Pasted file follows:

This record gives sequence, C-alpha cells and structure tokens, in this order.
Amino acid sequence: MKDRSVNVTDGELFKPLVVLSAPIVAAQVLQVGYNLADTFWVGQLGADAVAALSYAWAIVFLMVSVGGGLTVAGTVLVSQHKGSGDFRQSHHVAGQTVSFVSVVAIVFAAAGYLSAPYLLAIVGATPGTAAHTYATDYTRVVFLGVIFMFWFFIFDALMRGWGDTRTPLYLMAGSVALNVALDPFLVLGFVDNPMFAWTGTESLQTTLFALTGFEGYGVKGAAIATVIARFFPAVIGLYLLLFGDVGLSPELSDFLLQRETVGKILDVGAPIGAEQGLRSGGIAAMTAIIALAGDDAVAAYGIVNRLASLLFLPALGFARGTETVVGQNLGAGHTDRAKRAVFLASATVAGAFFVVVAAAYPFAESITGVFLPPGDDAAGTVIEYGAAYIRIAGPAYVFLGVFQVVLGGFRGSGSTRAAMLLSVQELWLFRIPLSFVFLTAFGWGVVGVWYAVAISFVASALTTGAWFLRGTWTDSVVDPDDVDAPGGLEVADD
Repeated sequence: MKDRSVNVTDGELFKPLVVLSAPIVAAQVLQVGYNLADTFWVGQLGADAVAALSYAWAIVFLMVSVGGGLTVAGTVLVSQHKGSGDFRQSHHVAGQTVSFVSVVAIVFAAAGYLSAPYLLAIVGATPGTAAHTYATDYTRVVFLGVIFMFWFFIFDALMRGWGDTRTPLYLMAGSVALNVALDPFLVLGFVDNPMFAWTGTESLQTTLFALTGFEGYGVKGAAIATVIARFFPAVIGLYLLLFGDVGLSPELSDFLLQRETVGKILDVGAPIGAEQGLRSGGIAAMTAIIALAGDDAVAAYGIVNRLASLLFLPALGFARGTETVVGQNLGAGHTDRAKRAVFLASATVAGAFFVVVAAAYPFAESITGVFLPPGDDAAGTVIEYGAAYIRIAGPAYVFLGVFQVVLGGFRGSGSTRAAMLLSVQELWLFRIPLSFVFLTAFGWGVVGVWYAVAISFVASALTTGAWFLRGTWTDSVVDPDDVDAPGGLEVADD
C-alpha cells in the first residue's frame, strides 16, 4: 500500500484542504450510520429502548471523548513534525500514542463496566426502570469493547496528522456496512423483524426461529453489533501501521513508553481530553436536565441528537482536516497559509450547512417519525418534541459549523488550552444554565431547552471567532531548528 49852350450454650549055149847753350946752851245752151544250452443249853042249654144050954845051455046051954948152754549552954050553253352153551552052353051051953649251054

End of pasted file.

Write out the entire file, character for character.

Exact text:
This record gives sequence, C-alpha cells and structure tokens, in this order.
Amino acid sequence: MKDRSVNVTDGELFKPLVVLSAPIVAAQVLQVGYNLADTFWVGQLGADAVAALSYAWAIVFLMVSVGGGLTVAGTVLVSQHKGSGDFRQSHHVAGQTVSFVSVVAIVFAAAGYLSAPYLLAIVGATPGTAAHTYATDYTRVVFLGVIFMFWFFIFDALMRGWGDTRTPLYLMAGSVALNVALDPFLVLGFVDNPMFAWTGTESLQTTLFALTGFEGYGVKGAAIATVIARFFPAVIGLYLLLFGDVGLSPELSDFLLQRETVGKILDVGAPIGAEQGLRSGGIAAMTAIIALAGDDAVAAYGIVNRLASLLFLPALGFARGTETVVGQNLGAGHTDRAKRAVFLASATVAGAFFVVVAAAYPFAESITGVFLPPGDDAAGTVIEYGAAYIRIAGPAYVFLGVFQVVLGGFRGSGSTRAAMLLSVQELWLFRIPLSFVFLTAFGWGVVGVWYAVAISFVASALTTGAWFLRGTWTDSVVDPDDVDAPGGLEVADD
Repeated sequence: MKDRSVNVTDGELFKPLVVLSAPIVAAQVLQVGYNLADTFWVGQLGADAVAALSYAWAIVFLMVSVGGGLTVAGTVLVSQHKGSGDFRQSHHVAGQTVSFVSVVAIVFAAAGYLSAPYLLAIVGATPGTAAHTYATDYTRVVFLGVIFMFWFFIFDALMRGWGDTRTPLYLMAGSVALNVALDPFLVLGFVDNPMFAWTGTESLQTTLFALTGFEGYGVKGAAIATVIARFFPAVIGLYLLLFGDVGLSPELSDFLLQRETVGKILDVGAPIGAEQGLRSGGIAAMTAIIALAGDDAVAAYGIVNRLASLLFLPALGFARGTETVVGQNLGAGHTDRAKRAVFLASATVAGAFFVVVAAAYPFAESITGVFLPPGDDAAGTVIEYGAAYIRIAGPAYVFLGVFQVVLGGFRGSGSTRAAMLLSVQELWLFRIPLSFVFLTAFGWGVVGVWYAVAISFVASALTTGAWFLRGTWTDSVVDPDDVDAPGGLEVADD
C-alpha cells in the first residue's frame, strides 16, 4: 500500500484542504450510520429502548471523548513534525500514542463496566426502570469493547496528522456496512423483524426461529453489533501501521513508553481530553436536565441528537482536516497559509450547512417519525418534541459549523488550552444554565431547552471567532531548528 49852350450454650549055149847753350946752851245752151544250452443249853042249654144050954845051455046051954948152754549552954050553253352153551552052353051051953649251054